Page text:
In the context of Savigny's theory, the interruption or cessation of law's growth might be attributed to external factors, such as political changes or interventions. Savigny's caution against premature codification aligns with the idea that a legal system should fully develop and stabilize before codification takes place. If the change in regime in 2001 led to a codification of law or a significant departure from existing legal traditions, it could be considered a deviation from Savigny's preferred approach to legal development.

It's important to note that the specifics of the legal changes during the mentioned period would provide a clearer understanding of how the principles of Savigny's theory were applied or deviated from in that particular context.

Savigny's Administration for Roman Law
In his role as a legal scholar in Germany, Savigny, while emphasizing the significance of Volksgeist, the spirit of the people, as the foundation of law, displayed a pragmatic approach. Despite his staunch advocacy for national legal traditions, Savigny justified the incorporation of Roman Law during a period when German law had been influenced by Roman legal principles.

He located the essence of the people's spirit, Volksgesit, within the Romanized German customary law. This pragmatic stance allowed Savigny to acknowledge and incorporate legal elements that had already permeated the existing legal landscape, showcasing his recognition of the historical and cultural interplay in the evolution of legal systems.

However, your observation raises concerns about the practicality of the fourth element of Savigny's theory in the context of Afghanistan. Savigny's elements include the essence of law rooted in the people's cultural traditions, the continuous growth of law based on historical processes, caution against premature codification, and the acknowledgment of the people's spirit in legal traditions influenced by foreign principles.

If the integration of foreign legal traditions diffused into the local legal system, as seen in the Romanized German customary law, is considered impractical in Afghanistan, it suggests potential challenges or complexities in applying Savigny's theory to this specific cultural and historical setting.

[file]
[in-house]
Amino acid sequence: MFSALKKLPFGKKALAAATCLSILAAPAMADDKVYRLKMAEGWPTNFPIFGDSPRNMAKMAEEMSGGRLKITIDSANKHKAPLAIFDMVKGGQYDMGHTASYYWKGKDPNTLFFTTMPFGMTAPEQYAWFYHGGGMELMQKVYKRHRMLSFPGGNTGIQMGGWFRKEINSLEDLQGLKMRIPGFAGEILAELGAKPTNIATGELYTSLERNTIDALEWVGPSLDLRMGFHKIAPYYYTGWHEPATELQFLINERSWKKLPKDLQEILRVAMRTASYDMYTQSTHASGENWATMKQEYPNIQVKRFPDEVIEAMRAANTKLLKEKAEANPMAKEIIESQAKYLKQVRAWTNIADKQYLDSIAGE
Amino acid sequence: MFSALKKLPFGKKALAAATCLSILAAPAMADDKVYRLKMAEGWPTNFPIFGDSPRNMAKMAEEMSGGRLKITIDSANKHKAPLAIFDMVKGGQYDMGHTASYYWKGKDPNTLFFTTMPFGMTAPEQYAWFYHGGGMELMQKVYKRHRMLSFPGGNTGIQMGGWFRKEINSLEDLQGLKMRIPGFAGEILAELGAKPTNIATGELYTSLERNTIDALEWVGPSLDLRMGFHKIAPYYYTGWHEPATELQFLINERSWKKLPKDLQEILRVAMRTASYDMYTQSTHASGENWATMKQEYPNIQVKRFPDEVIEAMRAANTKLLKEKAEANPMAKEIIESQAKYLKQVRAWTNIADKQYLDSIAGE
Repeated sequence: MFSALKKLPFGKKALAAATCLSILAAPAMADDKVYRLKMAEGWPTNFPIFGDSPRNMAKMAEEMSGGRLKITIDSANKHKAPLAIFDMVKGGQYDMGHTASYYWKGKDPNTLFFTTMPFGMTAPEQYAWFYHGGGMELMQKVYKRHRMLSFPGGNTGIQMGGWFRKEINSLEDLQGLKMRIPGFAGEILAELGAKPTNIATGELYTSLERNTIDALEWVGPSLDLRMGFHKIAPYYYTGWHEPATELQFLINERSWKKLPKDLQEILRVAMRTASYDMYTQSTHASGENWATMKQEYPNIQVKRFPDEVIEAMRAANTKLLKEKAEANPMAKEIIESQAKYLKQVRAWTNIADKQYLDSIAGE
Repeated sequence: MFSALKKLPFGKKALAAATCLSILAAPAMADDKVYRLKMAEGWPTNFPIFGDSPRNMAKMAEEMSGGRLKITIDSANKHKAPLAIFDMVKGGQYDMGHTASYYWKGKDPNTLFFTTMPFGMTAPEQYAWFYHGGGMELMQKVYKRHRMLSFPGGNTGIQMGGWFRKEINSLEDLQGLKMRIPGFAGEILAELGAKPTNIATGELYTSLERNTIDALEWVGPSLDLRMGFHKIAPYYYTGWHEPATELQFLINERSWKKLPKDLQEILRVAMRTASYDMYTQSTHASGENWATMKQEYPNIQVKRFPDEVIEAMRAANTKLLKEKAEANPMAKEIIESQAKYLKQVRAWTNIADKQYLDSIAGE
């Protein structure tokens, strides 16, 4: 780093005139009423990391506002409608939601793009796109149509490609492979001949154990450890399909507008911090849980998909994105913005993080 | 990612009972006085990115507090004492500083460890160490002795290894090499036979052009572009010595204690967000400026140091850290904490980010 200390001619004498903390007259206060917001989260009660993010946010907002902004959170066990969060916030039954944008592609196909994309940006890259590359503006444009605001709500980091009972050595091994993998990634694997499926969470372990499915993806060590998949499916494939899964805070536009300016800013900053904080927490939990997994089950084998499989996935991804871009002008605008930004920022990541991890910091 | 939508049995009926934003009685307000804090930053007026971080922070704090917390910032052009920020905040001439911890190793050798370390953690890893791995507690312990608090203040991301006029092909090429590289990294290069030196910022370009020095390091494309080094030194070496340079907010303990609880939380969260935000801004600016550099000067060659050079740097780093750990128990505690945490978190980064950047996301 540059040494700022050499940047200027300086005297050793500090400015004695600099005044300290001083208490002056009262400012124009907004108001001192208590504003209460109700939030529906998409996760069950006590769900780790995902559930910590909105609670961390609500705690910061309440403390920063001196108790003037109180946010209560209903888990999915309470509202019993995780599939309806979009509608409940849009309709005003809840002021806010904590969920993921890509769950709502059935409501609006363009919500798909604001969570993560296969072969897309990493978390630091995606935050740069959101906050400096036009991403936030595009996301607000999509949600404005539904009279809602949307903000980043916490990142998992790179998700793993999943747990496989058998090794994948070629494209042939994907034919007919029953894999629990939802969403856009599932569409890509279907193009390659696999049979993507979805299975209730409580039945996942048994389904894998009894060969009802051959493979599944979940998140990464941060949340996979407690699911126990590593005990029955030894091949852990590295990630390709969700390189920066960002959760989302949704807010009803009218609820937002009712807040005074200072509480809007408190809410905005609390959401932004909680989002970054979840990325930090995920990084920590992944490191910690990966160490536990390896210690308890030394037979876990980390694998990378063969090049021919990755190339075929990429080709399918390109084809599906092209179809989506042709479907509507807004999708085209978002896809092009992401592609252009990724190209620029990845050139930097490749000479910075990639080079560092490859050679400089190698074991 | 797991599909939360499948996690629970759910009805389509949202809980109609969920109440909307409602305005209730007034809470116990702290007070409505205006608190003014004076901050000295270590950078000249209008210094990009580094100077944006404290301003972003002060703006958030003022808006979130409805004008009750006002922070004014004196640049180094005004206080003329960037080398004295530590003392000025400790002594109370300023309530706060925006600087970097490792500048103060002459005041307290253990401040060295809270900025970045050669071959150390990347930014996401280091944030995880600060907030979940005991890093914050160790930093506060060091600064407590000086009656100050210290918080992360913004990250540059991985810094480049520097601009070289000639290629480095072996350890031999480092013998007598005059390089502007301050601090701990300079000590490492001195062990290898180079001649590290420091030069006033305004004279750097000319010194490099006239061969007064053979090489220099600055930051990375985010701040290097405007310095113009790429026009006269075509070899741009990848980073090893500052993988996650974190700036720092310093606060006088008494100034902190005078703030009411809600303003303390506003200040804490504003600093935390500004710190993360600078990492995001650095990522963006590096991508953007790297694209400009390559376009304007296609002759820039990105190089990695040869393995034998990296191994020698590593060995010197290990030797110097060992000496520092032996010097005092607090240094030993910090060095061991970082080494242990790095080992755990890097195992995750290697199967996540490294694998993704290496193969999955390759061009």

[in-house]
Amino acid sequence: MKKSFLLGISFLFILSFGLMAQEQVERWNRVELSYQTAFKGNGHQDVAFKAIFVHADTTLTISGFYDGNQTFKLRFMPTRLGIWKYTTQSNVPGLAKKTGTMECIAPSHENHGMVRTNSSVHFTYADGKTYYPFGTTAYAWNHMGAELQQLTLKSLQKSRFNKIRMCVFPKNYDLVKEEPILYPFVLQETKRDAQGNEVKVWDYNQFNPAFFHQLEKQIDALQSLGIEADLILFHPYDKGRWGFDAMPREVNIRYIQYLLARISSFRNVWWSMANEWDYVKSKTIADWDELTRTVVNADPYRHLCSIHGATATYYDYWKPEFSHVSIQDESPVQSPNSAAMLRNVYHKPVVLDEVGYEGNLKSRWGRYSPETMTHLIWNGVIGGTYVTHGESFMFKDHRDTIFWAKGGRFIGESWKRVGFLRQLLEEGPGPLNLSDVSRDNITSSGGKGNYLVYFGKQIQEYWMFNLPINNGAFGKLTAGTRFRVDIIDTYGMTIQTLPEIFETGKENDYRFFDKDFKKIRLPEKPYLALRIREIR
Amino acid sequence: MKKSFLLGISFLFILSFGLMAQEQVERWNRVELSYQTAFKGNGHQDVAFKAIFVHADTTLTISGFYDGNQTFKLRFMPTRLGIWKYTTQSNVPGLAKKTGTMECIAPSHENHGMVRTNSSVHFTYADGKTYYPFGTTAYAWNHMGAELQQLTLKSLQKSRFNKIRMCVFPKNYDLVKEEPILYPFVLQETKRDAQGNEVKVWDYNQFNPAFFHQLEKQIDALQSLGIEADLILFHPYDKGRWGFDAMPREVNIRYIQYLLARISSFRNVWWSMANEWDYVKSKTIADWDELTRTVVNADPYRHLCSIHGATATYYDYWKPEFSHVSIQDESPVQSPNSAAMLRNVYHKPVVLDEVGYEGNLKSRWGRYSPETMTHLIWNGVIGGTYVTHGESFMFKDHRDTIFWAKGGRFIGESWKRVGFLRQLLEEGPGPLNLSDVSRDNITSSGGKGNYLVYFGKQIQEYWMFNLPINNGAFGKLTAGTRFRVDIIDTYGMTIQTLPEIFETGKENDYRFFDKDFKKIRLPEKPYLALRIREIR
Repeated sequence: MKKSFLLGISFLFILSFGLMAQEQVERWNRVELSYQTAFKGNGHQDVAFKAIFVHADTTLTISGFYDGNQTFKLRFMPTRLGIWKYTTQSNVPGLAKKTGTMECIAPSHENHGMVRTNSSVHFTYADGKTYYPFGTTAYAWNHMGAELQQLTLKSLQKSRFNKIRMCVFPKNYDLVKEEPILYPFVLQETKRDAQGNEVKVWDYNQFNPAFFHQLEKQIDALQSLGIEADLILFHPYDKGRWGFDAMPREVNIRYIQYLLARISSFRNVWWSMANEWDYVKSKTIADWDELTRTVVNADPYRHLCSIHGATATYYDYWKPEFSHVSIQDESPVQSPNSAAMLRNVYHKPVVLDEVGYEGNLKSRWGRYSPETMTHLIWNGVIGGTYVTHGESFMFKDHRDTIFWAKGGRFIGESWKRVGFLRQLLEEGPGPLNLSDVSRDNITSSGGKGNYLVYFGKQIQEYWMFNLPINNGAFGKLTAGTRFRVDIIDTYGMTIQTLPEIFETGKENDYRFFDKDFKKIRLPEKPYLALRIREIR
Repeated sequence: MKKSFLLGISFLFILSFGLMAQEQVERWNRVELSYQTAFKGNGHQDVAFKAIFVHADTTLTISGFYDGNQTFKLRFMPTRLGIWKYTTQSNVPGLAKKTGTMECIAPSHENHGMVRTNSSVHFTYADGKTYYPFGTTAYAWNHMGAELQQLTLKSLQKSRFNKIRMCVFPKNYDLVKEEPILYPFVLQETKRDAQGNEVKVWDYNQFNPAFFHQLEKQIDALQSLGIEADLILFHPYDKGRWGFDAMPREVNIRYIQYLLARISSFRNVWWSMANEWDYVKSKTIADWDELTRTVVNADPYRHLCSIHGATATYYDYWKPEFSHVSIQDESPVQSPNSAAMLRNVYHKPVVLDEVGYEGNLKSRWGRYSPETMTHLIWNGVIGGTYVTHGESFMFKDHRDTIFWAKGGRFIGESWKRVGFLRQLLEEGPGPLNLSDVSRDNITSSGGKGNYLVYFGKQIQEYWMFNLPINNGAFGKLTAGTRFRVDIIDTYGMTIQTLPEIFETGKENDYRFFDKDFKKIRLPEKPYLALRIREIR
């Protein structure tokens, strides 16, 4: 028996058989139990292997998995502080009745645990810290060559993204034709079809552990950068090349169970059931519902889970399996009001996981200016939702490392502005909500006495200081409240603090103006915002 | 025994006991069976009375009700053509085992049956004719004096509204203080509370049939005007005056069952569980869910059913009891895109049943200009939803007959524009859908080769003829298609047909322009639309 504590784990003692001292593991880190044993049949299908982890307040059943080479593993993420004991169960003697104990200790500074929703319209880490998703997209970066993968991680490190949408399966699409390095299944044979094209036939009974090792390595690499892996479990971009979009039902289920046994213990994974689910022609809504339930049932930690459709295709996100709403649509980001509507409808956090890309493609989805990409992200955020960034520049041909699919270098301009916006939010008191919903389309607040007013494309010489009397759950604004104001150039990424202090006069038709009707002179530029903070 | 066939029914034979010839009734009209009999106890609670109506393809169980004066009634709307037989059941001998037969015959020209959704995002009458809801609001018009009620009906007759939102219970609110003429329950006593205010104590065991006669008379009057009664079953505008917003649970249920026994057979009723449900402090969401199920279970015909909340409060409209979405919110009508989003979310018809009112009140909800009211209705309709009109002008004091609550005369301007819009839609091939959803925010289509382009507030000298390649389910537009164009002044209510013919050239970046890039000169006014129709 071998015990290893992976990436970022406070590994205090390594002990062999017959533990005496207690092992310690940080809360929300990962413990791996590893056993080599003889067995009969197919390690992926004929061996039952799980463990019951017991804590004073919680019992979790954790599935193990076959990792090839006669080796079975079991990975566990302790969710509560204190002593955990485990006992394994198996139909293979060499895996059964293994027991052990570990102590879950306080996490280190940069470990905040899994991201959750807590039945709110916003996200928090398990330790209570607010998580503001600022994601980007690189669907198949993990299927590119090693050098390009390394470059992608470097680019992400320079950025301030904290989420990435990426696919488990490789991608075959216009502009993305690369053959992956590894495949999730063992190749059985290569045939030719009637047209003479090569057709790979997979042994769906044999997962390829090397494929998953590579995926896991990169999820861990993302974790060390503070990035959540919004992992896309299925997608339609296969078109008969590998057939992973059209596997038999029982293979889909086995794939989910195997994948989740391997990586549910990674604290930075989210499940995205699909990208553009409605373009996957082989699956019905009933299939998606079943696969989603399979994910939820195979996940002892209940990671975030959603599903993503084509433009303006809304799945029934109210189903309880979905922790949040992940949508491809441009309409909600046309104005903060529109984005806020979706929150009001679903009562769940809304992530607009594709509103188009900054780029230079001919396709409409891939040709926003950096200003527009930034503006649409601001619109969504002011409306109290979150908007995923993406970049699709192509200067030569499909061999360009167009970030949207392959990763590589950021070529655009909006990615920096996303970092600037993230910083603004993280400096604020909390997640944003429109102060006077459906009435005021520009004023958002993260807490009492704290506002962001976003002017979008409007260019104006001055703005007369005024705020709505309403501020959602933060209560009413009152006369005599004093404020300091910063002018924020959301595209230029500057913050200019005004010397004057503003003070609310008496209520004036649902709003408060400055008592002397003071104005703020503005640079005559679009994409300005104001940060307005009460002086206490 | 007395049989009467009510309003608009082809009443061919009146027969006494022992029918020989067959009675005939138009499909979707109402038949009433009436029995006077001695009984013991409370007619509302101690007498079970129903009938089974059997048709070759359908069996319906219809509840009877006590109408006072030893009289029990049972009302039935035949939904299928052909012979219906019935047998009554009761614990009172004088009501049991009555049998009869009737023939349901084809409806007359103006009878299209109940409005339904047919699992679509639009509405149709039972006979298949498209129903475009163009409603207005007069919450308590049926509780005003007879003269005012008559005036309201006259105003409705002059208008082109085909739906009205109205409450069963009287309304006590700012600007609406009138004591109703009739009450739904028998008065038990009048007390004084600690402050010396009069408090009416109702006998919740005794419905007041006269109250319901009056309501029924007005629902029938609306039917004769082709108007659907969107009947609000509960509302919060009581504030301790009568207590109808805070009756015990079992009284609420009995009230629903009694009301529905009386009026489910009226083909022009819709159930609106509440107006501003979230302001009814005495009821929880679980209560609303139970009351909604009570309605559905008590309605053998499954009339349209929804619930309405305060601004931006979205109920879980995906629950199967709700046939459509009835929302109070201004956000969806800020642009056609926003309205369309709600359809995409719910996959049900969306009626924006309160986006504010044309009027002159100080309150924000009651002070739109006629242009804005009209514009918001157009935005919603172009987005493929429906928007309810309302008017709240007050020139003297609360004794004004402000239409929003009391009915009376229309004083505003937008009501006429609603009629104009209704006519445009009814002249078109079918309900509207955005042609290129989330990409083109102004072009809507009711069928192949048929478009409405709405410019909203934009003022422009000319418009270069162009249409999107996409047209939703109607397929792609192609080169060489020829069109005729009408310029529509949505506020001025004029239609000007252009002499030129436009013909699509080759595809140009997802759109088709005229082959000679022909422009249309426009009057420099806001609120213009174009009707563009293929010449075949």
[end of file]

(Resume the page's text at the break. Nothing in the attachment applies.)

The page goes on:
The unique circumstances in Afghanistan, characterized by diverse cultural and legal influences, may require nuanced considerations that differ from Savigny's experiences in Germany.

In conclusion, criticisms of Savigny's legal theory highlight its inconsistencies and limitations in diverse contexts, especially when faced with authoritarian regimes like the Taliban in Afghanistan. The theory's emphasis on organic law growth clashes with the deliberate imposition of laws, questioning its relevance.

The coercive nature of the Taliban's rule challenges Savigny's idea of law developing from the collective spirit of the people, raising doubts about legitimacy. The theory's applicability is further questioned by the force-driven ascent of the Taliban, challenging Savigny's view of spontaneous legal development.

Disruptions in Afghanistan challenge the notion of law as a continuous process, questioning Savigny's caution against premature codification. The pragmatic integration of Roman law in Germany doesn't necessarily apply to Afghanistan's unique circumstances, highlighting the need for a more adaptable approach to legal theories in complex socio-political settings.

End Notes:
  1. What is the Taliban? (no date) Council on Foreign Relations. Available at: (Accessed: 20 January 2024).
  2. Father of Historical School of Jurisprudence - who and why? (no date) Testbook. Available at: (Accessed: 20 January 2024).
  3. Beiser, F.C. (2011) Savigny and the Historical School of Law, OUP Academic. Available at: (Accessed: 20 January 2024).
  4. The Unrecognized Legacy: Savigny's Influence on German Jurisprudence after 1900. Available at: (Accessed: 20 January 2024).

Law Article in India

Ask A Lawyers

You May Like

Legal Question & Answers

Lawyers in India - Search By City

Copyright Filing
Online Copyright Registration


How To File For Mutual Divorce In Delhi


How To File For Mutual Divorce In Delhi Mutual Consent Divorce is the Simplest Way to Obtain a D...

Increased Age For Girls Marriage


It is hoped that the Prohibition of Child Marriage (Amendment) Bill, 2021, which intends to inc...

Facade of Social Media


One may very easily get absorbed in the lives of others as one scrolls through a Facebook news ...

Section 482 CrPc - Quashing Of FIR: Guid...


The Inherent power under Section 482 in The Code Of Criminal Procedure, 1973 (37th Chapter of t...

The Uniform Civil Code (UCC) in India: A...


The Uniform Civil Code (UCC) is a concept that proposes the unification of personal laws across...

Role Of Artificial Intelligence In Legal...


Artificial intelligence (AI) is revolutionizing various sectors of the economy, and the legal i...

Lawyers Registration
Lawyers Membership - Get Clients Online

File caveat In Supreme Court Instantly